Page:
StartUps awards 2018, highly commended in the Women in Business Category!

StartUps award women in business highly commended

Whoop whoop! Exciting times for Whizz Pop Bang!!! Firstly we’re thrilled to announce Whizz Pop Bang founder Jenny won highly commended at the StartUps Awards 2018 in the Women in Business category!! 👏🏼 🏆 🤩

AND Jenny appeared on BBC4 on the Tomorrow’s World Live show as one of the many people inspired by the program. Cracking week for Whizz Pop Bang!

Awesomely honest reviews for Whizz Pop Bang…

Boys with their SPY issue of Whizz Pop Bang science magazine for kids

Your reviews and feedback mean the world to us, so thank you to all these families who have taken the time to share their thoughts on Whizz Pop Bang, the awesomely amazing science magazine for kids!

“My 9yr old daughter has received her first copy and is thrilled with it. Excellent magazine. Word of warning though, I do unfortunately appear to have inadvertently learned stuff too due to her constant verbal updates whilst reading it. Be warned, it could happen to you!” 🤯
Gemma Dodgson

“I love the fact that women engineers and scientists feature so prominently. I hadn’t realised this was the case when I first subscribed, and originally subscribed simply because it looked like a fun way to get a greater exposure to science, but it really stands out for me. I also love the use of proper scientific terminology because it familiarises children to this language and makes science more accessible.”
Cat

“My daughter starts asking a week before it pops through our letterbox when will it be here. Best birthday present she’s ever received.”
Nicky Doyle

“My son said “Whizz Pop Bang is the best magazine ever, I love the jokes especially”
Ella Weaver

“My son reads it cover to cover! More than once! He even refers back to back copies. (The pile on the bed is huge!)”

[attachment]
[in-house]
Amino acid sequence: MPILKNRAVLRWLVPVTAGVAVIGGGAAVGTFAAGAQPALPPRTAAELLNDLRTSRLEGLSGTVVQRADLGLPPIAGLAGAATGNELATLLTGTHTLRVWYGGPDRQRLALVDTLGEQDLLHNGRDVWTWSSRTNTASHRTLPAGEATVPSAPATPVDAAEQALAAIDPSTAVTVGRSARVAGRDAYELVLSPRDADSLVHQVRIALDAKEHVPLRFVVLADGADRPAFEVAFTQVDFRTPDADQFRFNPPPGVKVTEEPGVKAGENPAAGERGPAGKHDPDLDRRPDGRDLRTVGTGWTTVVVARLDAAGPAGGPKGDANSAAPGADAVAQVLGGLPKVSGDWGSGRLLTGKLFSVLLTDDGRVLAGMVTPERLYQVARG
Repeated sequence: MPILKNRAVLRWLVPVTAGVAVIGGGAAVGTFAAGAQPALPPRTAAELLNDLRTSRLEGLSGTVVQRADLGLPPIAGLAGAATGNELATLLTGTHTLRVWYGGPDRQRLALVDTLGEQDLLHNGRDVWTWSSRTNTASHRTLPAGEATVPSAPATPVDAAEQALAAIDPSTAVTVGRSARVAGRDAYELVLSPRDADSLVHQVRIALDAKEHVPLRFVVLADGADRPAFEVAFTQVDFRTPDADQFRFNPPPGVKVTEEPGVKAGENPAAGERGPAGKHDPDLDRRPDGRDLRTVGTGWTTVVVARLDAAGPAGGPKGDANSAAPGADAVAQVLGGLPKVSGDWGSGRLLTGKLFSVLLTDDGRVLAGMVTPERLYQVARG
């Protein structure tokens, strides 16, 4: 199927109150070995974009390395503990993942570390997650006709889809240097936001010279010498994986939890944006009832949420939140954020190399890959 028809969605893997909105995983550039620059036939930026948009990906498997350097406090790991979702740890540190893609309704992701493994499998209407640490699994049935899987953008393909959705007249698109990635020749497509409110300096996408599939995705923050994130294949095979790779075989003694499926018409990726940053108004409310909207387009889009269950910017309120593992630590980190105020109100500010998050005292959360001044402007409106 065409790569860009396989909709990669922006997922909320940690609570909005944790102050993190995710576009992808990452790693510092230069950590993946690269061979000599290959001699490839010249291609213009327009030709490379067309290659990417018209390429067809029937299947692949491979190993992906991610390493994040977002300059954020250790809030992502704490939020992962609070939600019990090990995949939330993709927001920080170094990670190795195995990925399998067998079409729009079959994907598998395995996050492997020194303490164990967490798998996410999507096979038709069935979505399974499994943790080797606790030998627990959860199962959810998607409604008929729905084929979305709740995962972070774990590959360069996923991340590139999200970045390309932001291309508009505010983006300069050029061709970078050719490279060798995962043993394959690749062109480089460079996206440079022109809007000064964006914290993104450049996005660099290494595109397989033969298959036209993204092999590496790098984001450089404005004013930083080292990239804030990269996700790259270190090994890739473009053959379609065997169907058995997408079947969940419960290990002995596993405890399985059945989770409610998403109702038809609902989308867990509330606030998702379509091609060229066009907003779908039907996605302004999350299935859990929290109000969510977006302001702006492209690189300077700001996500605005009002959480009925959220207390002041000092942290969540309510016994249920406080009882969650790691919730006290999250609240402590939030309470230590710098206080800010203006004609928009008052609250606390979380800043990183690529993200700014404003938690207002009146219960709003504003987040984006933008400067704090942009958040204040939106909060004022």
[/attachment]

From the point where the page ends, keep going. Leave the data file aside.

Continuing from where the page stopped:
Ed Bickerstaffe

“Fantastic magazine and helps so much with our daughters love of science”
Tracey Cook

“My daughter loves the magazine. She is really excited every month when it arrives. She wants to be a scientist when she grows up so that she can ‘change the world’ and that says it all really!”
Anna Hodgin

“We are a home educating family and I choose not to use the discount because I believe that it is already great value for money. We (age range from 34 – 5) all get excited when Whizz Pop Bang comes through the door. It gives us the opportunity to explore things/people that we may not have heard of before in a style that all of us can understand and use as a base to explore articles further. I personally enjoy ‘Animal antics’, ‘Interview with a science hero’, ‘how stuff works’, Ten awesomely amazing’ and Sensational scientists.”
Leech family

“It is an awesome magazine. As a mum I like that you email me a supply list before the magazine arrives. All three of my children love it ages 6, 13 and 15.”
Michelle

“I’m also a Childminder so I’ve kept all the copies so they can access all the back issues when topics arise at school. I imagine that the babies I mind will look at these in the years to come as well as my grandchildren.”